Also, just to add, a comma before the 'and' in this case isn't needed because without the appositive the sentence would read, "It deserves many prizes and the affections of generations of readers." You don't use a comma before the 'and' of the last item in a list unless the list has three or more items. (In that case, it's personal preference of whether or not to use one.) Since "the affections of generations of readers" isn't a complete sentence, the comma-conjunction rule doesn't apply.
I hope that makes a little bit of sense. Sorry for going all nerdbabble on you.
Hope that helps!
I have a question. I checked on HP Wiki on how to spell Firewhiskey. Now, I have always spelt it like that, but I see some people spell it Firewhisky too. I've always stuck to using the e but I wanted to know which was correct, bearing in mind the fact that whiskey on its own can be spelt with or without the e.
And if I'm wrong and an e isn't needed, I have a spot of editing to do :)
Edit so I'm not spamming: okay, I think I'll go with Firewhisky without the e. Thank you, Carole and Jess!
In the US editions, it's spelled firewhisky. Check DH in Chapter 5 about seven pages from the end of the chapter (you might have different page numbers than me, but mine is p. 79). I don't know, however, if there is really an official canon spelling, but as a Potterword, it should likely be capitalised.
UK editions spell it Firewhisky - without the 'e'. But we spell whisky without the 'e' and I believe you lot over the pond spell it with an 'e'.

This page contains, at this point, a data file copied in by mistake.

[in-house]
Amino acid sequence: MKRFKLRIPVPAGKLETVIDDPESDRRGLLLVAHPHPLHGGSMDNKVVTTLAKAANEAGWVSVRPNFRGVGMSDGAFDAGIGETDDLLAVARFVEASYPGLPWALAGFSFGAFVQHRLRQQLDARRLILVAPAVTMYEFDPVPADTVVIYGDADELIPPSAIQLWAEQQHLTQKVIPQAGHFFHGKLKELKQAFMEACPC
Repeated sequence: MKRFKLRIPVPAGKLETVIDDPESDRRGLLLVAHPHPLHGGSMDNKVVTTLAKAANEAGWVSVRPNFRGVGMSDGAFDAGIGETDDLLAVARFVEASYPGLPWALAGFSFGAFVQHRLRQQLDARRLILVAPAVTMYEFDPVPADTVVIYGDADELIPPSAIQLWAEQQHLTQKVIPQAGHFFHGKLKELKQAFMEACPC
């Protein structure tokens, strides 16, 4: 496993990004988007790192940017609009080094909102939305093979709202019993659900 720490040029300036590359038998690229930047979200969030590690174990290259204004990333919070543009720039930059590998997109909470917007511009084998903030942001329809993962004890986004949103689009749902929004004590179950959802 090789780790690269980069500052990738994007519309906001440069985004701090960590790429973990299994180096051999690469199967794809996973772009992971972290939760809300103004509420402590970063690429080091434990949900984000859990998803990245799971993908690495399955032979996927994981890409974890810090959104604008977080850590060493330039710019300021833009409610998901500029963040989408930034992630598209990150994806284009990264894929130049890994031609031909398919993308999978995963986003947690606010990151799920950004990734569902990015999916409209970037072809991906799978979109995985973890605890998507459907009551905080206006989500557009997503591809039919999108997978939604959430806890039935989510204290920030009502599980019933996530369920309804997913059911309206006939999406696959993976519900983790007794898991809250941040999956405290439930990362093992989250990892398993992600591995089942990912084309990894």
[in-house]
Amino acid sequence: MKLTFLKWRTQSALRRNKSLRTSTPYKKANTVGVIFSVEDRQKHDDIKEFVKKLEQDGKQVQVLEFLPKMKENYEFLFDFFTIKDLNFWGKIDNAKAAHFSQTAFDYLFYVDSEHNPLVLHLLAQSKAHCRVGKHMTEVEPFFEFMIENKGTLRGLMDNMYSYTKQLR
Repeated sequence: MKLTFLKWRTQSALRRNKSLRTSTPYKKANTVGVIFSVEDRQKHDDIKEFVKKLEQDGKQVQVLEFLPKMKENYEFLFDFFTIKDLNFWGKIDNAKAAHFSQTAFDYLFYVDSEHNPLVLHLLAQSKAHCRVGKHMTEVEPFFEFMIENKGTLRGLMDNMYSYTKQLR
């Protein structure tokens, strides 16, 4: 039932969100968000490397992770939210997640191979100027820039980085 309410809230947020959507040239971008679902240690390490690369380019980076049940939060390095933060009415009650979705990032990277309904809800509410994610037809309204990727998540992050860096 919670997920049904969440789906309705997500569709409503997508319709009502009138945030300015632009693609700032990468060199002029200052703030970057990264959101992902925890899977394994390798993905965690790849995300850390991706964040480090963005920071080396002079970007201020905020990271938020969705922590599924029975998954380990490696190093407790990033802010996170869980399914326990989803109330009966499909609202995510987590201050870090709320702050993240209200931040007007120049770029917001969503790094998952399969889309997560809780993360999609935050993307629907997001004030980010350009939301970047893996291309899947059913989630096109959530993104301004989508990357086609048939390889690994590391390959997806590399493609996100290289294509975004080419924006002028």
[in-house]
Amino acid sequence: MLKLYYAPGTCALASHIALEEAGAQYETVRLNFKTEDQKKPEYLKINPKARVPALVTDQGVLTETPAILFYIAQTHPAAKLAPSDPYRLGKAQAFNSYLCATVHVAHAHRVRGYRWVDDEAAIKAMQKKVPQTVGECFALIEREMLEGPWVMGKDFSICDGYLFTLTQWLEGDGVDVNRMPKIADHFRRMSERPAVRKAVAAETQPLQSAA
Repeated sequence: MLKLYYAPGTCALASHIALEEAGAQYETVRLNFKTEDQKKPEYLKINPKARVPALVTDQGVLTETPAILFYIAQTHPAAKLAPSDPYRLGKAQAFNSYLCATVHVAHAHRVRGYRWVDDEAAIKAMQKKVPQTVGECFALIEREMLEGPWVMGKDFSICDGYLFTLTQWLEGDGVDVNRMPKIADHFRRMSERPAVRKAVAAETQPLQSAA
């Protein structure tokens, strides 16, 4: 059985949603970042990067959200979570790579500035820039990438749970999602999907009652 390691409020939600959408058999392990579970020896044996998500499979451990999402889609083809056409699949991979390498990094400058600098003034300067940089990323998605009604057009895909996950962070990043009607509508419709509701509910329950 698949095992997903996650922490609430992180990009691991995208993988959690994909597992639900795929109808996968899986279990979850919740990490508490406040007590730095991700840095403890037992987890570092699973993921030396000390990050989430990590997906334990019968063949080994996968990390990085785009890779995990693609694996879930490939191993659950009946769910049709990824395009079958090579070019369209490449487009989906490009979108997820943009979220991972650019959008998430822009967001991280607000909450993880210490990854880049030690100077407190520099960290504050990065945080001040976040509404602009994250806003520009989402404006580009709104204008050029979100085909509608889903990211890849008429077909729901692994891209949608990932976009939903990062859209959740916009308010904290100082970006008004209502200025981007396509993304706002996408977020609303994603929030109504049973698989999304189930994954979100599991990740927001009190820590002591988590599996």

Jess edit: I've always spelled 'whiskey' with an 'e'. Maybe that is a US/UK English thing.
Whisky is distilled in Scotland and is, therefore, Scotch. (which could give a whole new meaning to Butterscotch).
Whiskey is distilled in Ireland (and is Irish)
Bourbon is distilled in the USA and is (apparently) whiskey.
The Japanese distill using Scottish techniques and (therefore) produce whisky.
The Canadians, especially and unsurprisingly in Nova Scotia, produce whisky, too.
So, it's not UK/US, it's more complicated than that.
The word comes from the gaelic "uisge beatha" or "water of life"
This is something I've been wondering for a while. Okay say your character is quoting someone else as saying 'the sea is green.' When you put that into their dialogue, do you just have the single quotation mark, followed by the double speech marks? Because I think that: Anthony said, "Jenny, stop saying 'the sea is green'" looks clumsy. I don't know whether there are any definite rules about this or not.
I'm pretty sure you do that, even if it looks pretty weird. I've read that in books, so I think you can use it.
I think it's correct, too, Alex, though I agree it's not the best looking sentence. Sometimes I choose not to make it a direct quote to avoid doing this... "Jenny, stop telling everyone that the sea is green!" But at times it's unavoidable.
Agreed with everyone that it is done this way. At least, in UK English, you have the slight relief of being able to put a full stop/end of sentence punctuation mark between the single quote and the double quote.
Originally Posted by welshdevondragon
"In UK English, it looks like 'this'."
"But in US English, it looks like 'this.'" >.>
Just want to throw in my two cents. Single quotes should be used when you are having a speaker quote someone else. But I think I disagree with ToBeOrNotToBeAGryffindor I have never seen the double quote go outside the full stop in the US. Everything I have ever seen it is done the same way the British version is. So you could say:
Anthony said, "Jenny, stop saying 'the sea is green'."
Also I agree with Weasley Mom, you don’t need to make ‘the sea is green’ a direct quote. You can just say:
“Jenny, stop telling people the sea is green.”
I think an argument can be made for being able to keep your sentence the way it is without quotes so it would be:
“Jenny, stop saying the sea is green.”
Usually direct quotes are used when the material being quote is direct and memorable. ‘The sea is green’ is pretty general. And I think it could be considered a paraphrase since it is the main idea of what Jenny is saying, but is it actually her whole complete quote? Or is she saying: ‘Did you know the sea is green’ or maybe ‘I think the sea is green’.
I think all these ways would be technically correct.